National Proposes New Law To Get More Houses Built
- Judith Collins’ Member’s Bill will put in place emergency powers similar to those used to speed up house building in Canterbury following the 2010 and 2011 earthquakes
- New law would require all urban councils to immediately zone more land for housing – enough for at least 30 years of expected growth
- Resource Management Act (RMA) appeals process would be limited to ensure these new district plans can be completed and put in place rapidly
- $50,000 infrastructure grant would be provided to all local authorities (urban and rural) for every new dwelling they consent above their five-year historical average
National is proposing an alternative solution to the housing shortage that will urgently address the country’s land supply problem and help councils fund supporting infrastructure.
Leader of the Opposition Judith Collins has drafted a Member’s Bill that will go into the ballot this week. The draft legislation will effectively put in place emergency powers similar to those used to ramp up house building in Canterbury following the 2010 and 2011 earthquakes.
The law change would also incentivise councils to lift their game by providing a grant of $50,000 for every new dwelling consented over and above a historical average.
This streamlined mechanism for allocating the Government’s $3.8 billion Housing Acceleration Fund would provide councils a simple tool for funding the infrastructure needed to support new housing, such as pipes, roads and public transport stops.
“National doesn’t share Labour’s view that you can tax your way out of a housing shortage,” Ms Collins says.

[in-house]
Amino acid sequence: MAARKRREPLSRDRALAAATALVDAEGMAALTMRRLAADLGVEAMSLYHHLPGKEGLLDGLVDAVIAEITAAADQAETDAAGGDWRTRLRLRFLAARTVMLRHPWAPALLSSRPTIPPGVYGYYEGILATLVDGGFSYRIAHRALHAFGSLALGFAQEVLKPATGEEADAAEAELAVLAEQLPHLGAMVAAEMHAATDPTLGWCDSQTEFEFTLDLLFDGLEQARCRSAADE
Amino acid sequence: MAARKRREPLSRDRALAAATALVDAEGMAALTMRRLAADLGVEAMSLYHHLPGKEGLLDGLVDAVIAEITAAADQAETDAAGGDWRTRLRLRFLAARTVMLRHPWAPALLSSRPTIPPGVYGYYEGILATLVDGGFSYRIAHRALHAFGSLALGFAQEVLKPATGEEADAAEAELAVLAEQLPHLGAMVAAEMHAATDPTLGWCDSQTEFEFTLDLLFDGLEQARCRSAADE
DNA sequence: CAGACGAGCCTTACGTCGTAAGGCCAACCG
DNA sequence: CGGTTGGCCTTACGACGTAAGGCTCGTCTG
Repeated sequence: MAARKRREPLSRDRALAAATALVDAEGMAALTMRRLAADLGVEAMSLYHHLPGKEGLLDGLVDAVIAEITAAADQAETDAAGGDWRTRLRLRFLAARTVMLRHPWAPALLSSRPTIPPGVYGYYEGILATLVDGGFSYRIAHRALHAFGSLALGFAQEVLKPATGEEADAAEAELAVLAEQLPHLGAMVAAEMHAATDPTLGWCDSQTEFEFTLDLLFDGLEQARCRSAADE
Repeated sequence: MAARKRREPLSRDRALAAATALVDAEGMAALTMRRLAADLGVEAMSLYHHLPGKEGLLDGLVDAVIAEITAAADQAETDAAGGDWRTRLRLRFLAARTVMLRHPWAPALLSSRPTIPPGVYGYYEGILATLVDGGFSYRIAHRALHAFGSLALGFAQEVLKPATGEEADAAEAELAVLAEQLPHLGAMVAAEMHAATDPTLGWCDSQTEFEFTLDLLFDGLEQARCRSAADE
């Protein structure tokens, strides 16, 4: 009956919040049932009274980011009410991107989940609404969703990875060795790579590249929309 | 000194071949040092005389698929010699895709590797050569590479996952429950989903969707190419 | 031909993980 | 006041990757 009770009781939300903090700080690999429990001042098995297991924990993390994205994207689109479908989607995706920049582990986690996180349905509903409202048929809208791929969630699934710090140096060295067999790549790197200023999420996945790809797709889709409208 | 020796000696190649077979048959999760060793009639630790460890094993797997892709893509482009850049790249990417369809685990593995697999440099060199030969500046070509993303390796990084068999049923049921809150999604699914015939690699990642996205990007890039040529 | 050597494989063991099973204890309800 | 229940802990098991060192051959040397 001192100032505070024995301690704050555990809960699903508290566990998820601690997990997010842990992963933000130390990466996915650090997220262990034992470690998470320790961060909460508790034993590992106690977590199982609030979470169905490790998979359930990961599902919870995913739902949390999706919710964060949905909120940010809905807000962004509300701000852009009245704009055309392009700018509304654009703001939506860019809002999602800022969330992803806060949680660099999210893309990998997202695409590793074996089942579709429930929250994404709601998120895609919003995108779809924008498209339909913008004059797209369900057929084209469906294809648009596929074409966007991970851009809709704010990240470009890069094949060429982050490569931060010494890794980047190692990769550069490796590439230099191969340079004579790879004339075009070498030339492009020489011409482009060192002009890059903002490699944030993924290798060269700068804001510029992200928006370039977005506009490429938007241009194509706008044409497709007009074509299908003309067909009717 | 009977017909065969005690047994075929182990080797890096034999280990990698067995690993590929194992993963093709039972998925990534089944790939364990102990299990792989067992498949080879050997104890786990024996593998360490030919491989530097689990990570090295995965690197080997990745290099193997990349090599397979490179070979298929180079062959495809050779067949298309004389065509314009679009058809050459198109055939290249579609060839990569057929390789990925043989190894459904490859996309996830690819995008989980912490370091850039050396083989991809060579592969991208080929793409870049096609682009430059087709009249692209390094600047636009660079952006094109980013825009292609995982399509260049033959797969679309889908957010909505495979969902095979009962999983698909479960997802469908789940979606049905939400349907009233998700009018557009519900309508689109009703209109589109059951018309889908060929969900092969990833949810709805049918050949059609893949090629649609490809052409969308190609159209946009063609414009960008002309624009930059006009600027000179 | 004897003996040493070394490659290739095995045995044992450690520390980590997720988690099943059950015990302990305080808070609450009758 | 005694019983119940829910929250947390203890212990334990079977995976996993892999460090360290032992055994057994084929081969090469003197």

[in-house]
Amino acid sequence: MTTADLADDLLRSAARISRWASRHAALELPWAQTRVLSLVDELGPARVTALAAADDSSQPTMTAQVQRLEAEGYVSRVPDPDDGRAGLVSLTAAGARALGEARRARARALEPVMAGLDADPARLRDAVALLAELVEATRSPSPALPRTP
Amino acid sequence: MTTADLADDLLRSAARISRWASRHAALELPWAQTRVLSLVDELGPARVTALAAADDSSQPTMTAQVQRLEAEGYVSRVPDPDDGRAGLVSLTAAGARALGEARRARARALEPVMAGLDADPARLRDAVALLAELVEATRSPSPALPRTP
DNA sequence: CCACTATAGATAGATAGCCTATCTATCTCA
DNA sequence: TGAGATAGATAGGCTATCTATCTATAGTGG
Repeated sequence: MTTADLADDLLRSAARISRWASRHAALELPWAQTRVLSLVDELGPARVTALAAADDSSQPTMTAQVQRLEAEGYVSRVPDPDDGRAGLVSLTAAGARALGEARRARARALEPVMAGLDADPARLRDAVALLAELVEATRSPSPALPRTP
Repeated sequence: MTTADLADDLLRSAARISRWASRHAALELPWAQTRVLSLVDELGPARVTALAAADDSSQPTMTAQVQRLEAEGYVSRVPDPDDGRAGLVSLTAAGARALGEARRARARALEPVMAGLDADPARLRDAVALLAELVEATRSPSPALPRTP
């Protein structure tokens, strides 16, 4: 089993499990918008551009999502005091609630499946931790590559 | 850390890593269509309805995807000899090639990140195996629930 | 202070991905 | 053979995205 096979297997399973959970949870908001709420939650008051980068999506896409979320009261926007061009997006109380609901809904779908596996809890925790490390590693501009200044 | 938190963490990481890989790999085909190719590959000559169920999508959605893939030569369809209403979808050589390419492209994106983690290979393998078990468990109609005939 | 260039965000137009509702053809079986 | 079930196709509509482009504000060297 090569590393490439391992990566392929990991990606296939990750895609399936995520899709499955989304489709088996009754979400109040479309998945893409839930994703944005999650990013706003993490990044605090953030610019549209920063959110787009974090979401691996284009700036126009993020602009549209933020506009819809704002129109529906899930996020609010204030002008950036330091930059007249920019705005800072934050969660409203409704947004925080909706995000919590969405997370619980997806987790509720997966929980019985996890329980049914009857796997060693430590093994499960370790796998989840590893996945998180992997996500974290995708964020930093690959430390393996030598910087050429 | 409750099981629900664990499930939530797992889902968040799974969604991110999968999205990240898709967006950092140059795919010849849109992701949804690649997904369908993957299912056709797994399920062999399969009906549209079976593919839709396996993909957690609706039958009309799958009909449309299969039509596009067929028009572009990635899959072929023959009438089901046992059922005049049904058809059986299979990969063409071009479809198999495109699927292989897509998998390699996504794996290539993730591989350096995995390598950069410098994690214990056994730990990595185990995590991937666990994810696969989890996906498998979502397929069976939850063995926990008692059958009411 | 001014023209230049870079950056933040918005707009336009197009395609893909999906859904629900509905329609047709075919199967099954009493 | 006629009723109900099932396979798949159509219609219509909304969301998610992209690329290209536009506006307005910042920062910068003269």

“The time has come for an extraordinary solution to this unfolding emergency. We need to short circuit the faltering Resource Management Act to get more houses built.”
These RMA changes will expire after four years, reflecting the fact they are a temporary solution while more fundamental changes are made to New Zealand’s planning laws. Rural councils would not be compelled to rezone but could utilise the new powers if they wished.
National’s approach has a proven track record of success in Christchurch where the resulting surge in housing supply after the earthquakes saw affordability improve while it deteriorated across the rest of the country.
House prices rose by 7.4 per cent annually across New Zealand from July 2014 to March 2019 but only rose by 2.9 per cent annually in Christchurch during that time.
Ms Collins says swift action is needed to help first-home buyers, with New Zealand’s housing market now the least affordable in the OECD.
She will be writing to all Members of Parliament to seek their support for her bill to go straight on to the Order Paper, rather than into the Member’s Ballot.
Prime Minister Jacinda Ardern could also do the right thing by New Zealanders by adopting this Member’s Bill as government legislation to help it become law faster, Ms Collins says.
“National is the party of home ownership. We are committed to sensible solutions that will get more New Zealanders into their own home without hitting them with more taxes.”